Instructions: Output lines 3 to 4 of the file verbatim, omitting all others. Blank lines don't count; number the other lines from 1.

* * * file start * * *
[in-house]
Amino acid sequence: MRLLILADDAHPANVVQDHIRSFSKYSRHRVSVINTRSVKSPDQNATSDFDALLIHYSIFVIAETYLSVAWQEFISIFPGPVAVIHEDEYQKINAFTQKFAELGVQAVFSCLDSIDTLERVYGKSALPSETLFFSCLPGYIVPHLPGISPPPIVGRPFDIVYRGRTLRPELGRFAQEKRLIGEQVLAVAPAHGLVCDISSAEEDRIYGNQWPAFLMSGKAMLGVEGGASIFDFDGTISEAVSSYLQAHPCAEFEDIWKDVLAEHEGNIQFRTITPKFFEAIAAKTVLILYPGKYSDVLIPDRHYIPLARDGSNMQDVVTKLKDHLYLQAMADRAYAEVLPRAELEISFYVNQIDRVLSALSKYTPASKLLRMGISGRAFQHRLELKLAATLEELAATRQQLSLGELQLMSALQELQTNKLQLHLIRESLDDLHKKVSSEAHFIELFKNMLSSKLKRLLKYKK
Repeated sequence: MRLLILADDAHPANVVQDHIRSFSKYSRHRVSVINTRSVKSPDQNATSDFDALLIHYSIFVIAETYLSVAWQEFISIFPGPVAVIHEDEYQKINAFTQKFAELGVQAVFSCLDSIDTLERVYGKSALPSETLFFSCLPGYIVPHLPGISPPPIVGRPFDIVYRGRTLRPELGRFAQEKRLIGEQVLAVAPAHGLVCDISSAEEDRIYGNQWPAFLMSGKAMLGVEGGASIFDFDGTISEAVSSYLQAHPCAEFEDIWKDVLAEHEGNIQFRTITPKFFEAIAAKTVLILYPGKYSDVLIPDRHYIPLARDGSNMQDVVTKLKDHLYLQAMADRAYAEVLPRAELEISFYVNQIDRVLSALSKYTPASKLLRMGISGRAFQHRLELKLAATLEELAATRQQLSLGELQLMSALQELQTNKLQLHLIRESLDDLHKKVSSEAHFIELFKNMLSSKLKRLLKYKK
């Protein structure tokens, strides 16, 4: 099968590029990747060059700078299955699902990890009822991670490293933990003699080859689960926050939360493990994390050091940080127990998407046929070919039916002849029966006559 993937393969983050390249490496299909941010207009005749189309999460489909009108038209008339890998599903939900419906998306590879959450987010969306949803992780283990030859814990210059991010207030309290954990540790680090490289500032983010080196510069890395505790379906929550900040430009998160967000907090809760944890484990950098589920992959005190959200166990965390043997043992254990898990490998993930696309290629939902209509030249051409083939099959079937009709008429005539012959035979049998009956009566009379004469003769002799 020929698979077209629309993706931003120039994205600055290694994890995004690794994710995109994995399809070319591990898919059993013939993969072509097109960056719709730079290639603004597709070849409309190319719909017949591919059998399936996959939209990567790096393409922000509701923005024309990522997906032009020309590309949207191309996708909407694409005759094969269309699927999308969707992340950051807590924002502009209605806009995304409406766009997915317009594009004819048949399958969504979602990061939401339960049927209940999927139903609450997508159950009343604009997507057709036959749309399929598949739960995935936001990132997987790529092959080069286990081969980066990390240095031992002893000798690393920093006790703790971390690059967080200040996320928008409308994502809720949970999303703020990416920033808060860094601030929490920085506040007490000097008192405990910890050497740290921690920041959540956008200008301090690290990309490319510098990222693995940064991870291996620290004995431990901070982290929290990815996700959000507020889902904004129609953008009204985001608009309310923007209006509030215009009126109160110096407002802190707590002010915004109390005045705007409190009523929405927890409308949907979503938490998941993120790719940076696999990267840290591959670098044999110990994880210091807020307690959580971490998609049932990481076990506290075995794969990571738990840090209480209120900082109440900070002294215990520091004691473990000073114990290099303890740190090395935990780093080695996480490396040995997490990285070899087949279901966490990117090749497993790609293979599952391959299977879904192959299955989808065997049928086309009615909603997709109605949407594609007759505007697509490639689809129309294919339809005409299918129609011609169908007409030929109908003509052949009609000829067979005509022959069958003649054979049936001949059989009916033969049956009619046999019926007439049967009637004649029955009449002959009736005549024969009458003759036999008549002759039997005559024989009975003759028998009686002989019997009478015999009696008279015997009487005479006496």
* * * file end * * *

Repeated sequence: MRLLILADDAHPANVVQDHIRSFSKYSRHRVSVINTRSVKSPDQNATSDFDALLIHYSIFVIAETYLSVAWQEFISIFPGPVAVIHEDEYQKINAFTQKFAELGVQAVFSCLDSIDTLERVYGKSALPSETLFFSCLPGYIVPHLPGISPPPIVGRPFDIVYRGRTLRPELGRFAQEKRLIGEQVLAVAPAHGLVCDISSAEEDRIYGNQWPAFLMSGKAMLGVEGGASIFDFDGTISEAVSSYLQAHPCAEFEDIWKDVLAEHEGNIQFRTITPKFFEAIAAKTVLILYPGKYSDVLIPDRHYIPLARDGSNMQDVVTKLKDHLYLQAMADRAYAEVLPRAELEISFYVNQIDRVLSALSKYTPASKLLRMGISGRAFQHRLELKLAATLEELAATRQQLSLGELQLMSALQELQTNKLQLHLIRESLDDLHKKVSSEAHFIELFKNMLSSKLKRLLKYKK
């Protein structure tokens, strides 16, 4: 099968590029990747060059700078299955699902990890009822991670490293933990003699080859689960926050939360493990994390050091940080127990998407046929070919039916002849029966006559 993937393969983050390249490496299909941010207009005749189309999460489909009108038209008339890998599903939900419906998306590879959450987010969306949803992780283990030859814990210059991010207030309290954990540790680090490289500032983010080196510069890395505790379906929550900040430009998160967000907090809760944890484990950098589920992959005190959200166990965390043997043992254990898990490998993930696309290629939902209509030249051409083939099959079937009709008429005539012959035979049998009956009566009379004469003769002799 020929698979077209629309993706931003120039994205600055290694994890995004690794994710995109994995399809070319591990898919059993013939993969072509097109960056719709730079290639603004597709070849409309190319719909017949591919059998399936996959939209990567790096393409922000509701923005024309990522997906032009020309590309949207191309996708909407694409005759094969269309699927999308969707992340950051807590924002502009209605806009995304409406766009997915317009594009004819048949399958969504979602990061939401339960049927209940999927139903609450997508159950009343604009997507057709036959749309399929598949739960995935936001990132997987790529092959080069286990081969980066990390240095031992002893000798690393920093006790703790971390690059967080200040996320928008409308994502809720949970999303703020990416920033808060860094601030929490920085506040007490000097008192405990910890050497740290921690920041959540956008200008301090690290990309490319510098990222693995940064991870291996620290004995431990901070982290929290990815996700959000507020889902904004129609953008009204985001608009309310923007209006509030215009009126109160110096407002802190707590002010915004109390005045705007409190009523929405927890409308949907979503938490998941993120790719940076696999990267840290591959670098044999110990994880210091807020307690959580971490998609049932990481076990506290075995794969990571738990840090209480209120900082109440900070002294215990520091004691473990000073114990290099303890740190090395935990780093080695996480490396040995997490990285070899087949279901966490990117090749497993790609293979599952391959299977879904192959299955989808065997049928086309009615909603997709109605949407594609007759505007697509490639689809129309294919339809005409299918129609011609169908007409030929109908003509052949009609000829067979005509022959069958003649054979049936001949059989009916033969049956009619046999019926007439049967009637004649029955009449002959009736005549024969009458003759036999008549002759039997005559024989009975003759028998009686002989019997009478015999009696008279015997009487005479006496």